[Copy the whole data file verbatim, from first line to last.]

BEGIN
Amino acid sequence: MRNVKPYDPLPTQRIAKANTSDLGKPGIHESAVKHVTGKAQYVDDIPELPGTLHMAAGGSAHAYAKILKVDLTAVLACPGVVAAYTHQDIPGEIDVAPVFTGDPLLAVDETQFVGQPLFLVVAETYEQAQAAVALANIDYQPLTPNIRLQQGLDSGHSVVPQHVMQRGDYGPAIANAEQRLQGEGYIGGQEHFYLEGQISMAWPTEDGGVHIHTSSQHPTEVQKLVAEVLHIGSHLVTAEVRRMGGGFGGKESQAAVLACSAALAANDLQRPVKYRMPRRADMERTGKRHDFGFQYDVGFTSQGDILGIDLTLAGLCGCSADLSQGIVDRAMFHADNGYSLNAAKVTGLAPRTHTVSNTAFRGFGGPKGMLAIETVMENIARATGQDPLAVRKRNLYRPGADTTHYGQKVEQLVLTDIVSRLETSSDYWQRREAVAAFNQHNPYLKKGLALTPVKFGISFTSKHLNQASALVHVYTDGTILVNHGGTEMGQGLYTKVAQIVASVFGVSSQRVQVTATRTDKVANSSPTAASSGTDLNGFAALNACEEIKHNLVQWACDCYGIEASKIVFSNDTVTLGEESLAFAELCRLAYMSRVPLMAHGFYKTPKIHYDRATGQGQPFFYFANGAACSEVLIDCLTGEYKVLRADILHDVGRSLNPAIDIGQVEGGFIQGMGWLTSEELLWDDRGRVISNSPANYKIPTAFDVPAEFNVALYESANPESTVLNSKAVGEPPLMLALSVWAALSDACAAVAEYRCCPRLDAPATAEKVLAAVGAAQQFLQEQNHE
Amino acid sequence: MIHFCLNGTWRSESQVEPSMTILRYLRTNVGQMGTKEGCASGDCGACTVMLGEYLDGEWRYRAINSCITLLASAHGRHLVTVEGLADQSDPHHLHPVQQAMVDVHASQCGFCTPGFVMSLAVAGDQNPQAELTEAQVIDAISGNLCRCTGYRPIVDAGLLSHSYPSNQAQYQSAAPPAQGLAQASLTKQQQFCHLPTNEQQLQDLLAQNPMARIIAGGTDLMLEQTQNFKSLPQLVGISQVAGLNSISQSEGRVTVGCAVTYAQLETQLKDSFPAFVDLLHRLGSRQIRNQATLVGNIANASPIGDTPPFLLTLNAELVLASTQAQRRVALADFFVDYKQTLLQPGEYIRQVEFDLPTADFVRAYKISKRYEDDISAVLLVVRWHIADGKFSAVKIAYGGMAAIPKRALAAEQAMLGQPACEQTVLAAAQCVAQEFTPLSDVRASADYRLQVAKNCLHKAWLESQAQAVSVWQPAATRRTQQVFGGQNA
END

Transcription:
Amino acid sequence: MRNVKPYDPLPTQRIAKANTSDLGKPGIHESAVKHVTGKAQYVDDIPELPGTLHMAAGGSAHAYAKILKVDLTAVLACPGVVAAYTHQDIPGEIDVAPVFTGDPLLAVDETQFVGQPLFLVVAETYEQAQAAVALANIDYQPLTPNIRLQQGLDSGHSVVPQHVMQRGDYGPAIANAEQRLQGEGYIGGQEHFYLEGQISMAWPTEDGGVHIHTSSQHPTEVQKLVAEVLHIGSHLVTAEVRRMGGGFGGKESQAAVLACSAALAANDLQRPVKYRMPRRADMERTGKRHDFGFQYDVGFTSQGDILGIDLTLAGLCGCSADLSQGIVDRAMFHADNGYSLNAAKVTGLAPRTHTVSNTAFRGFGGPKGMLAIETVMENIARATGQDPLAVRKRNLYRPGADTTHYGQKVEQLVLTDIVSRLETSSDYWQRREAVAAFNQHNPYLKKGLALTPVKFGISFTSKHLNQASALVHVYTDGTILVNHGGTEMGQGLYTKVAQIVASVFGVSSQRVQVTATRTDKVANSSPTAASSGTDLNGFAALNACEEIKHNLVQWACDCYGIEASKIVFSNDTVTLGEESLAFAELCRLAYMSRVPLMAHGFYKTPKIHYDRATGQGQPFFYFANGAACSEVLIDCLTGEYKVLRADILHDVGRSLNPAIDIGQVEGGFIQGMGWLTSEELLWDDRGRVISNSPANYKIPTAFDVPAEFNVALYESANPESTVLNSKAVGEPPLMLALSVWAALSDACAAVAEYRCCPRLDAPATAEKVLAAVGAAQQFLQEQNHE
Amino acid sequence: MIHFCLNGTWRSESQVEPSMTILRYLRTNVGQMGTKEGCASGDCGACTVMLGEYLDGEWRYRAINSCITLLASAHGRHLVTVEGLADQSDPHHLHPVQQAMVDVHASQCGFCTPGFVMSLAVAGDQNPQAELTEAQVIDAISGNLCRCTGYRPIVDAGLLSHSYPSNQAQYQSAAPPAQGLAQASLTKQQQFCHLPTNEQQLQDLLAQNPMARIIAGGTDLMLEQTQNFKSLPQLVGISQVAGLNSISQSEGRVTVGCAVTYAQLETQLKDSFPAFVDLLHRLGSRQIRNQATLVGNIANASPIGDTPPFLLTLNAELVLASTQAQRRVALADFFVDYKQTLLQPGEYIRQVEFDLPTADFVRAYKISKRYEDDISAVLLVVRWHIADGKFSAVKIAYGGMAAIPKRALAAEQAMLGQPACEQTVLAAAQCVAQEFTPLSDVRASADYRLQVAKNCLHKAWLESQAQAVSVWQPAATRRTQQVFGGQNA